China will impose temporary anti-dumping measures on wine imported from Australia from November 28, the Ministry of Commerce said on Friday, in a move likely to further escalate trade and diplomatic tensions between Beijing and Canberra.
Importers suspected of bringing in products to be sold below cost price in order to gain market share – a process known as dumping – will need to pay deposits to China’s customs authority, which will be calculated based on different rates the authority has assigned to various companies, according to the statement.
The duties come three months after China started an anti-dumping and anti-subsidy investigation into Australian wine, and follow a raft of other measures barring imports from coal to copper to barley this year.
Beijing’s latest move comes against a backdrop of worsening political relations between the countries after Canberra called for an international inquiry into the origins of the novel coronavirus.
China is the top market for Australian wine exports and is also Australia’s largest trading partner, with two-way trade worth 235 billion Australian dollars ($170bn) last year.
[Bloomberg]China in August began an anti-dumping probe into imports of Australian wine at the request of the Chinese Alcoholic Drinks Association. Earlier this month, the association called for retrospective tariffs on Australian wine imports.
The anti-dumping deposits announced on Friday range from 107.1 to 212.1 percent, the Ministry of Commerce said in a statement.
The rate required of Treasury Wine was 169.3 percent, the highest among all the wine firms named in the statement.
Treasury Wine hit
Shares of Australia’s Treasury Wine Estates Ltd, the world’s largest listed winemaker, fell more than 13 percent before being put on a trading halt pending an announcement.
[Bloomberg]The company said it is reviewing details of the provisional measures “as a matter of urgency” in order to update the market.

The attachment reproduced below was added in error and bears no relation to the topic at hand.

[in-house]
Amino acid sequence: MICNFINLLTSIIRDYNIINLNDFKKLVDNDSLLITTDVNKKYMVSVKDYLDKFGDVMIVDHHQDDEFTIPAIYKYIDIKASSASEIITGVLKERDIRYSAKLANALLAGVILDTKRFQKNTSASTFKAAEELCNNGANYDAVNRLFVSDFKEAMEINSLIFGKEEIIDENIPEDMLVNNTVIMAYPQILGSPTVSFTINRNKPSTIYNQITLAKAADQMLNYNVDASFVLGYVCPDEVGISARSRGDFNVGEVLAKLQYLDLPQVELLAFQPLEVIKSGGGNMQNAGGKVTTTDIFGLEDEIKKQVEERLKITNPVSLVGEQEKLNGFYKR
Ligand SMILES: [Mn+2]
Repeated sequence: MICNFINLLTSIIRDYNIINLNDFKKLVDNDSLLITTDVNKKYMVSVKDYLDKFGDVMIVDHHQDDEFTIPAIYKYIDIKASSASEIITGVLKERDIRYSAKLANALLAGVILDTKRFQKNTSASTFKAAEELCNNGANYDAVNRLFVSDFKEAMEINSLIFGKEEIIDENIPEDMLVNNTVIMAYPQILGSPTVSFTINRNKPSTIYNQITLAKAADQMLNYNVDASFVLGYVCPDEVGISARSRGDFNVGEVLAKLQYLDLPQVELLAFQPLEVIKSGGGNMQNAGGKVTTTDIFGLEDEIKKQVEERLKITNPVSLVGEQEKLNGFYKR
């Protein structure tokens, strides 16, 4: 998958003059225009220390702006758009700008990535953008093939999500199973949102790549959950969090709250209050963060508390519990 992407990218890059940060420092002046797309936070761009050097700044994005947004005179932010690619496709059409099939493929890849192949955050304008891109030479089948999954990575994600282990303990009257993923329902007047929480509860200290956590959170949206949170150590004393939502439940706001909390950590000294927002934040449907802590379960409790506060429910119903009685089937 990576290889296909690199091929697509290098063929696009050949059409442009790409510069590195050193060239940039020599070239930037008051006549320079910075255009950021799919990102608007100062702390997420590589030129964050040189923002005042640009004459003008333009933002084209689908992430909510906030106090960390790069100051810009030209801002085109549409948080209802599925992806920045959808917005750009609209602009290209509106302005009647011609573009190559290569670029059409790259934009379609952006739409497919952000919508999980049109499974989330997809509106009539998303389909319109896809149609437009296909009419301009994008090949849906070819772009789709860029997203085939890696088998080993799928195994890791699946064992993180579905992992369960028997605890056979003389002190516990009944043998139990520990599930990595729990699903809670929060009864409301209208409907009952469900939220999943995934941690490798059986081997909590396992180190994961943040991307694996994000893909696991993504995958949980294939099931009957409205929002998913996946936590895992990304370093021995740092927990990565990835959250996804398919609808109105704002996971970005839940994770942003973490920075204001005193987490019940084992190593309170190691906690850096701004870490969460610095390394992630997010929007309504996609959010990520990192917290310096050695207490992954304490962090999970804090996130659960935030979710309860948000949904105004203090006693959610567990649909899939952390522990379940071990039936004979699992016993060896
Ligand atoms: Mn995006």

“We don’t believe there is any case to answer, so without seeing the details, obviously it’s disappointing,” said Tony Battaglene, chief executive of industry group Australian Grape and Wine, noting that he had yet to see the Chinese statement.
China’s commerce ministry did not specify how long the measures would last for. It said that it looked into samples from a few Australian firms, including that of Treasury Wines, Casella Wines and Australia Swan Vintage.
“Obviously we’ll vigorously defend this,” Australian Agriculture Minister David Littleproud told reporters, adding that the tariffs were “quite outrageous.”
“We’ll exhaust all avenues available to us through the WTO,” he added.
A spokesman for Australia’s Minister for Trade Simon Birmingham did not immediately respond to a request by the Reuters news agency for comment.
Teaching Australia a lesson
The two nations have been in a deadlock since 2018 when Canberra barred Huawei Technologies Co from building its 5G mobile phone network. Adding to the grievances was Prime Minister Scott Morrison’s call for an inquiry into the origins of the coronavirus outbreak, a move that bruised China’s pride and unleashed a torrent of criticism that Australia is a puppet of the US.
“This latest hit by the Chinese government shows Beijing is determined to teach Australia a lesson that can reverberate globally,” John Blaxland, a former intelligence officer who’s now a professor in international security at the Australian National University, told the Bloomberg news agency.
“While it’s important for Australia not to cave into this pressure, it also shows how the nation’s traders have no option but to quickly recalibrate and diversify their markets.”
Morrison sought this week to release some of the pressure, giving a speech that praised China for pulling its people out of poverty. Australia, he said, wants a “mutually beneficial” relationship and insisted his government isn’t siding with the U.S. to contain China. The Ministry of Foreign Affairs in Beijing noted the “positive comments.”